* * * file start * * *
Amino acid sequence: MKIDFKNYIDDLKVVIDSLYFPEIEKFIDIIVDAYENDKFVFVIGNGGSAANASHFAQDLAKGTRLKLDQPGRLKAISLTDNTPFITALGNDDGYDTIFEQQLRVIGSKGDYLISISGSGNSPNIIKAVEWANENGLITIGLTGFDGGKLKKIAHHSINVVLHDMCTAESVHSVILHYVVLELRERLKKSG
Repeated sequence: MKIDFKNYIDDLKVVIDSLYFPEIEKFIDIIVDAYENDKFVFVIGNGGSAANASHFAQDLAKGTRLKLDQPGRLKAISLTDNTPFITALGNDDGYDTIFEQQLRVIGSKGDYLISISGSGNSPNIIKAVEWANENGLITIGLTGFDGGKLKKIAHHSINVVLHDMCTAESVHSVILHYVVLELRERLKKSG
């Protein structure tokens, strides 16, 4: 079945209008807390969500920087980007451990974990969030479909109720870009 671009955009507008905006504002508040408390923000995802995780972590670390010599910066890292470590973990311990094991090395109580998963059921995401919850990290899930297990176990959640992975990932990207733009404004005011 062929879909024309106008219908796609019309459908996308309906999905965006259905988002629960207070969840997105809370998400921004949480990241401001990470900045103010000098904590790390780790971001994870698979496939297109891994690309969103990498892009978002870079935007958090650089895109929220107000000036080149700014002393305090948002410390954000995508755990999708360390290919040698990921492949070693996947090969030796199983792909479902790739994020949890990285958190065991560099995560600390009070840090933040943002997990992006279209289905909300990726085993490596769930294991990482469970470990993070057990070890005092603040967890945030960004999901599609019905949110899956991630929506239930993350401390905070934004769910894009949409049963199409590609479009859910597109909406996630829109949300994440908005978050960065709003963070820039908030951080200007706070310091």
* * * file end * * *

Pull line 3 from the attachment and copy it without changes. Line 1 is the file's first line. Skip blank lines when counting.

């Protein structure tokens, strides 16, 4: 079945209008807390969500920087980007451990974990969030479909109720870009 671009955009507008905006504002508040408390923000995802995780972590670390010599910066890292470590973990311990094991090395109580998963059921995401919850990290899930297990176990959640992975990932990207733009404004005011 062929879909024309106008219908796609019309459908996308309906999905965006259905988002629960207070969840997105809370998400921004949480990241401001990470900045103010000098904590790390780790971001994870698979496939297109891994690309969103990498892009978002870079935007958090650089895109929220107000000036080149700014002393305090948002410390954000995508755990999708360390290919040698990921492949070693996947090969030796199983792909479902790739994020949890990285958190065991560099995560600390009070840090933040943002997990992006279209289905909300990726085993490596769930294991990482469970470990993070057990070890005092603040967890945030960004999901599609019905949110899956991630929506239930993350401390905070934004769910894009949409049963199409590609479009859910597109909406996630829109949300994440908005978050960065709003963070820039908030951080200007706070310091």